Environmental Impact Assessments (“EIA”) and Habitats Regulation Assessments (“HRA”)
The Prospectus confirms that Freeports will need to comply with all relevant environmental regulations and standards, including EIA where applicable. For Freeports, particularly sea-ports, it is likely that EIA will be required as the threshold for an EIA is lower for port development than for other types of similar development. The Prospectus acknowledges this and identifies the knock-on effect that this has on the ability to rely on PD rights (given the restrictions noted above) and states that the Government intends to consider how “environmental assessment can be streamlined”.
The Prospectus does not provide us with any further detail and does not comment on the position regarding HRA, so it remains to be seen what this “streamlining” will look like. This warrants detailed analysis because the time-consuming nature of these assessments could undermine the idea of a simplified planning process.
‘Front-loading’ assessments at the zonal planning or LDO stage could be one solution. This would involve an early ‘plan-level’ HRA or strategic environmental assessment to set the framework and identify suitable and unsuitable sites, and would ensure that development is not unduly delayed or frustrated at a later stage by failure to meet the relevant thresholds. Crown Estate Scotland’s approach to Scotwind, promoting a sectoral marine plan and plan-level habitats regulation assessment alongside offshore wind leasing is a good example of how to promote such schemes.
This is a particularly interesting area to watch as an indicator of what the future planning system could look like, as EIA might be in the Government’s firing line with a consultation promised.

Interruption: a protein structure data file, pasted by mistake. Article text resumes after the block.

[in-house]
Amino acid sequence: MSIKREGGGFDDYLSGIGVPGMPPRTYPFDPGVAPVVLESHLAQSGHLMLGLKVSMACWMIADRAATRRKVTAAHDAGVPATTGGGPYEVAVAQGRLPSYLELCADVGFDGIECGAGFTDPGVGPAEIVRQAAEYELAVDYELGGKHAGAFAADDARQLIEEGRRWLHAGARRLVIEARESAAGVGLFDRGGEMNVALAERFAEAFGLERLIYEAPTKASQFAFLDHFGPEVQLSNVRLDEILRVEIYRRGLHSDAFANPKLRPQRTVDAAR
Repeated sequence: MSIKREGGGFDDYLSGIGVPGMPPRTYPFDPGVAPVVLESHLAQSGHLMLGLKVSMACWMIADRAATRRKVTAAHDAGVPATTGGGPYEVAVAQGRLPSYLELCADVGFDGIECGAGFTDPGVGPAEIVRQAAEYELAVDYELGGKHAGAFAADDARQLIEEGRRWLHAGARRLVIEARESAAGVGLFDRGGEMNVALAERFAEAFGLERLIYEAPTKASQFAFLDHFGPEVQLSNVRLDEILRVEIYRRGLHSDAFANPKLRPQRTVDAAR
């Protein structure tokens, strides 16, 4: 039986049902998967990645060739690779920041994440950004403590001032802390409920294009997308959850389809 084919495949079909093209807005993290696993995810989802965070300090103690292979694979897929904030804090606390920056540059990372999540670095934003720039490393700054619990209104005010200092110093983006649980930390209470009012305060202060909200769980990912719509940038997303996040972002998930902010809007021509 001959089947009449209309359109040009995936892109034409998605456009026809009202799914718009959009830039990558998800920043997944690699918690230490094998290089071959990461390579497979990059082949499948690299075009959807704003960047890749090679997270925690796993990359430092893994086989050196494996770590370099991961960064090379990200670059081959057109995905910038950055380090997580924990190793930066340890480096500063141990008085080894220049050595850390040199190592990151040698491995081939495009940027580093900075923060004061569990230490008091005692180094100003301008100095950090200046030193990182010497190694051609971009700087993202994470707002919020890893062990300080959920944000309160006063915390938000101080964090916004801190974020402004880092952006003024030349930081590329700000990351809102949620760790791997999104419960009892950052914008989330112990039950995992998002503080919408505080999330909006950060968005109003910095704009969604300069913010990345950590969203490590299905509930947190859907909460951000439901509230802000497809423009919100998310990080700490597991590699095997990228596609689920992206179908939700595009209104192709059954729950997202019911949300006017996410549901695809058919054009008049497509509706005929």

Interaction with Policy
A streamlined planning process for Freeports will only be successful if Freeports sit within an integrated, coherent policy framework – encompassing marine, land and infrastructure planning. In particular, the way that the Freeports policy links with the recently published National Infrastructure Strategy will be important, as a joined-up infrastructure and logistics strategy will be key to the success of the Freeports initiative and to ensuring that it brings positive change, such as decarbonisation and job creation.
For example, a joined-up policy could allow Freeports to support the development of industrial clusters as part of a move to a hydrogen gas network, or the delivery of future offshore wind capacity. Further, the introduction of multi-modal freeports, supported by coherent policy, could play a key role in developing a streamlined, decarbonised logistics sector.
The Prospectus sets out the Government’s intention to review the National Policy Statement for Ports in 2021, but this alone is inadequate. Arguably, the National Planning Policy Framework or the Planning Practice Guidance would be better placed to provide support in the first instance but, in any event, multiple changes to policy will be required to ensure a coherent framework, perhaps alongside a specific Freeports National Policy Statement.
The success or failure of the Freeports policy turns in no small part on the decisions made on the planning and infrastructure elements of the proposal. In our view, the extent to which the proposals are integrated with new and existing policy is key. There has been a plethora of recent changes to planning and infrastructure policy, with still more on the horizon. The question is whether these will create a supportive, coherent framework within which Freeports can operate smoothly, and which could legitimately form the basis of wider reform beyond the Freeport boundary, or whether the policy jigsaw will undermine the goal of ‘streamlined planning’.